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clothes. With respect to wages, you know I'alaways left that to your own discretion, and your humanity exceeded my utmost expectations; therefore I again leave that matter to yourself. Let me beg, that if you mention this unhappy affair to the young gentleman, it may be with your usdal tenderness. I would willingly impute his fully to the irregularities of youthful passion, rather than to any preineditated scheme. And I doubt not when reason reassumes her throne in bis heart, he will be sorry that everhe attempted to ruin one who was scarce worthy of his notice. I am, madam, with gratitude and respect,
Your affectionate well-wisher:
The lady's answera. Dear Betty,
HILST I lament the conduct of my unhappy child,
list up my eyes-with-thankfulness to that gracious Being who has preserved you from rin. You was left anore. phan under my care; and when I first took you into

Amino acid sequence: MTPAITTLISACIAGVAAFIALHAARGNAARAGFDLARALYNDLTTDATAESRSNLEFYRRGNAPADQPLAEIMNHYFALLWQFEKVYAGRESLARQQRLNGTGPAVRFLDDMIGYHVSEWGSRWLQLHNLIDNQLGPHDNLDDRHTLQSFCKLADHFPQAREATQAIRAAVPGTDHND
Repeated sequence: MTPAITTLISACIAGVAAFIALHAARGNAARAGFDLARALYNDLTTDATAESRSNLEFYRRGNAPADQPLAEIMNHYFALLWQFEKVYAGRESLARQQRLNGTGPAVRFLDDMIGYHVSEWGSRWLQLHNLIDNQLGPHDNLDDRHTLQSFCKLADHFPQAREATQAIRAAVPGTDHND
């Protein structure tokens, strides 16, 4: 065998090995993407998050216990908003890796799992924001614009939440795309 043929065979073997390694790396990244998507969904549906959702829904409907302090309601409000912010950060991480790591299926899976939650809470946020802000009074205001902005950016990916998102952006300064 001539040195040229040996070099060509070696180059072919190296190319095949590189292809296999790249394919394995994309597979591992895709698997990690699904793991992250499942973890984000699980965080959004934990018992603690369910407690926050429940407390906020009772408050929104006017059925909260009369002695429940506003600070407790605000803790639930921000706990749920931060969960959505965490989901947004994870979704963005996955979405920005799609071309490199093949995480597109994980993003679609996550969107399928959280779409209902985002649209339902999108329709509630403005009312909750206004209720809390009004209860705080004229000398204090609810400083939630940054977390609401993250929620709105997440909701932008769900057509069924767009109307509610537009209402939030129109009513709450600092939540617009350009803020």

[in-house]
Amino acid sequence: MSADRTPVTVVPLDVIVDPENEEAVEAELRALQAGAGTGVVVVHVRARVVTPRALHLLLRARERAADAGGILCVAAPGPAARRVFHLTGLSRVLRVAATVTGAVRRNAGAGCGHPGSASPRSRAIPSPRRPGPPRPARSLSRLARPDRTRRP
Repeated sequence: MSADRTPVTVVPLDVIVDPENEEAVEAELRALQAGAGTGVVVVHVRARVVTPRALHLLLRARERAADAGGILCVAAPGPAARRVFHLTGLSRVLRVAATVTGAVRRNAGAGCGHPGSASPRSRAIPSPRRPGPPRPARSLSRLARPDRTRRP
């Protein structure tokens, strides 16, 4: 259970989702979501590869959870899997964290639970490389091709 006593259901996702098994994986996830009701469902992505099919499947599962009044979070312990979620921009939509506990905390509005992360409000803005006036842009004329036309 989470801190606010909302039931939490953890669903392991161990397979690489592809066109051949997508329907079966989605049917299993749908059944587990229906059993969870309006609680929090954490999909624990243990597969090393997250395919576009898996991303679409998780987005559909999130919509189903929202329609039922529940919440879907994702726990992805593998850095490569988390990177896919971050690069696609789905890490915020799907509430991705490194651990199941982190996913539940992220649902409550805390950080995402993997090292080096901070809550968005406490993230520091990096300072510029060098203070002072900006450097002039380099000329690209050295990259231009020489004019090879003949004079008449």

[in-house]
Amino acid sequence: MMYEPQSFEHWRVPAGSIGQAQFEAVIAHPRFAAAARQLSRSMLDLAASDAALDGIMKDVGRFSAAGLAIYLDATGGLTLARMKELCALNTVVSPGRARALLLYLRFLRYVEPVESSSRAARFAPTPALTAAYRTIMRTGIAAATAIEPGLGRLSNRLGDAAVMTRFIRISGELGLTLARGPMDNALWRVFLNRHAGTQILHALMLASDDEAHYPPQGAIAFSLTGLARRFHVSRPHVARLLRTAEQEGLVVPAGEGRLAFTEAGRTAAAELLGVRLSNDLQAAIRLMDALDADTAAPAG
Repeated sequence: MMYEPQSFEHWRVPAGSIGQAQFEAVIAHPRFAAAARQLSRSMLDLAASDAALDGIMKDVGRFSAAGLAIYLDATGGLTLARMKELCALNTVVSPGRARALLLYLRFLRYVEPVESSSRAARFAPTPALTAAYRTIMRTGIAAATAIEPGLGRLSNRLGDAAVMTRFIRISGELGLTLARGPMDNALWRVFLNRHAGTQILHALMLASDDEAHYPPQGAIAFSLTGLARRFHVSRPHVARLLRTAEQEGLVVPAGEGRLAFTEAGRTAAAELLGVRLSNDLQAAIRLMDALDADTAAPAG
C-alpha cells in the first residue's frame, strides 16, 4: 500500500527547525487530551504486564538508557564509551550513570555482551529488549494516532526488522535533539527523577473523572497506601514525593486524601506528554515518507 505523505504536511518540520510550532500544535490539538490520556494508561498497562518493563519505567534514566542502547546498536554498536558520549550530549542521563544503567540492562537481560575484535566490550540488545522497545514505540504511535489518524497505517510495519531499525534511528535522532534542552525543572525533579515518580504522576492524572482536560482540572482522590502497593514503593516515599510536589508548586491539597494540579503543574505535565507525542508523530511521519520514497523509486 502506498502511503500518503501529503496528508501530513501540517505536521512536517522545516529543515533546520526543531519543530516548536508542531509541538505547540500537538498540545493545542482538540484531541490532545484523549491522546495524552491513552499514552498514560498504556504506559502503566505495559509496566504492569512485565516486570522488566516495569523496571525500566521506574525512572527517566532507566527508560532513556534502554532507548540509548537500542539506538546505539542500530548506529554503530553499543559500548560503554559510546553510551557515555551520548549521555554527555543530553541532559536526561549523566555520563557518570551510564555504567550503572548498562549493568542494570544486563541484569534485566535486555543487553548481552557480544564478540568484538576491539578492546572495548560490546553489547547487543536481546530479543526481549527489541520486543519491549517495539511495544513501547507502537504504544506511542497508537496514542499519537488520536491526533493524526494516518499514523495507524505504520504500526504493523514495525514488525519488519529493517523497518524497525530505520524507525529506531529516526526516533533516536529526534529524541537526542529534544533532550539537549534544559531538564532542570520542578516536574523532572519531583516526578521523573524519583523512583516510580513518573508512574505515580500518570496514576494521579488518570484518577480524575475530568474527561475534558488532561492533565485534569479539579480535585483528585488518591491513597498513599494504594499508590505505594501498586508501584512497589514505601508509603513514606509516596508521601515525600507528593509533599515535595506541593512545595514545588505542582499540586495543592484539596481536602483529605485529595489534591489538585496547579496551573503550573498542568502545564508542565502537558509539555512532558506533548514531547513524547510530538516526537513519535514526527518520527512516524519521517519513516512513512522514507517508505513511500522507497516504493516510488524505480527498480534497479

my family, it was with a design to promote your interest. Blessed be God, that the precepts which I endeavouredito instill inio, your tender mind, have so far operated on your conduct. Your behaviour in that unhappy affair ought to be laid down as a pattern for all young women to copy after, if they would either be respected in this world, or : enjoy happiness in the next. I have just been reading your letter to my son, and he was filled with the utmost shame and confusion. The truth of your narrative forced his conscience to make a genuine confession of his guilt; and unless I: judge with the partiality of a-mother, he is really a sincere penitent. I laid open to him the nature of his crime, and its aggravating circumstances, arising from the obligations which his elevated rank subjected him to, to be an example of virtue to those in a lower-sphere of life. I told: him, that however trifling such actions might'appear in the eyes of his graceless companions, yet there was a God who beheld his inmost thoughts and would reward or punish him according to his ments. He declares himself fully sensible of his folly, and says he is determined never to attempts any such thing for the future. The bearer will deliver your clothes, together with a.bank.bill of ore hundred pounds